There is an astonishing amount of silliness out there that frequents various news sites and blogs pertaining to UFOs. I’ll argue, right up front, that this is not the heart and soul of Ufology, but instead representative of an element of the populace who, although genuinely interested in the subject and its related phenomena, simply do not make distinctions between the hard evidence collected over the years, and the more dubious material that so often prevails.

For these and other reasons, I call myself a skeptic. It is important, however, to draw the line here too, between skeptics and debunkers. I would liken the former to critical thinkers, whereas the debunkers are individuals masquerading as skeptics whose interpretation of phenomena they observe is filtered through their own preconceptions of disbelief. A skeptic, when analyzing the facts pertaining to any circumstance, may well come to the conclusion that an occurrence has dubious qualities, and hence it is likely a hoax; thus, the skeptic can sometimes become a debunker also. However, it is not the skeptic’s ultimate motive to disprove anything but that which cannot stand up to necessary criticism and objective investigation. Hence, those claims which fail under close scrutiny are exposed for the fallacies they are.

Now that I’ve gotten all that out of the way, I’ll address those of you who, like myself, experience frequent unrest on account of the “silliness” I mentioned previously (and in doing so, I’ll even use a few recent news items as fodder for conversation). After all, this sort of “silliness” is what provides fuel for the debunkers in our midst, and whenever one cares to dismiss Ufology or related studies as quackery and pseudoscience in a public forum, they can do so very simply by pointing to that information which was lacking in taste and scrupulosity (Editor’s Note: the latter of these terms is not intended here to be interpreted in the medical sense).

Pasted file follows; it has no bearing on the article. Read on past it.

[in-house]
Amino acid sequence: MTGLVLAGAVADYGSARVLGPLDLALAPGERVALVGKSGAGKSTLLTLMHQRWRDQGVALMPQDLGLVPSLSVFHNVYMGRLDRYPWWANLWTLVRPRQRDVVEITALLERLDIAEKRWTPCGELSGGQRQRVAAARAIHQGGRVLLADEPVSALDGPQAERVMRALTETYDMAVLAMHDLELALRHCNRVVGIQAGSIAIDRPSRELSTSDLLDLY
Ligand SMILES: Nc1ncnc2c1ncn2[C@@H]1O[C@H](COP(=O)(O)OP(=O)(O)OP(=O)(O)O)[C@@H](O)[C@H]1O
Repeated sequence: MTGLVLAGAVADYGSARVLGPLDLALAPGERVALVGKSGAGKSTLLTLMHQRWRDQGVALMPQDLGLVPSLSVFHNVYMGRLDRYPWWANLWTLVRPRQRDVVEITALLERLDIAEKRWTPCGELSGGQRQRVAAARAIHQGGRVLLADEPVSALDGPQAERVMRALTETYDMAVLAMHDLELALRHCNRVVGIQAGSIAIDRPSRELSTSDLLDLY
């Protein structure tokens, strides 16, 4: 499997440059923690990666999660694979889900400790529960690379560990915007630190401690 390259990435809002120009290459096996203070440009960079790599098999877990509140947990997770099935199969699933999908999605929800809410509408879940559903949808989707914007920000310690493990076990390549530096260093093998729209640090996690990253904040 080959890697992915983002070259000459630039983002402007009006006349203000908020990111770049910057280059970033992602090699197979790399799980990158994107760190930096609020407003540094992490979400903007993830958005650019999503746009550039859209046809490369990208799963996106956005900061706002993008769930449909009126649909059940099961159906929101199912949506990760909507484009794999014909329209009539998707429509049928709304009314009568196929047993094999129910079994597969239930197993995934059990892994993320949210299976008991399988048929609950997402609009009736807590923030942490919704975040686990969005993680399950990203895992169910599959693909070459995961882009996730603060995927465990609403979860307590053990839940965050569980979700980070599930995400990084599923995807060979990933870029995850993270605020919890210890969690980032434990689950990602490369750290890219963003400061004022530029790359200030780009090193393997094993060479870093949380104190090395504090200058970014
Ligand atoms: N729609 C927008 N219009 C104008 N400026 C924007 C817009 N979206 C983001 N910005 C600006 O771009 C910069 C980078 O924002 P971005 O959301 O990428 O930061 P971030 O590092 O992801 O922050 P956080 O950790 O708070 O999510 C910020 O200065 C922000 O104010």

Take, for instance, this video (which, due to its very apparent dubious nature, I would prefer to refrain from posting here and allowing it to take up space; I have opted instead to feature the image above, depicting Atlas shrugging at the Rockefeller complex in New York City, as a tribute to Ayn Rand, a fierce advocate of reason and objective thinking). The literature accompanying the video includes very pass

Facebooktwittergoogle_plusredditpinterestlinkedinmailby feather
Micah Hanks

Author: Micah Hanks

Micah Hanks is a writer, researcher, and podcaster. His interests include areas of history, science, archaeology, philosophy, and the study of anomalous phenomena in nature. He can be reached at info@micahhanks.com.

One Reply to “Attack of the Pseudo Extraterrestrials: Mind, Reason, Doubt and Belief”

  1. Could such formations, if they exist, account for various luminescent blob-like UFOs reported over the years?

    To think that the very first person to suggest that, was a renowned debunker Philip Klass 😉

    Taking this into question, where do we draw the line between what we would call

Comments are closed.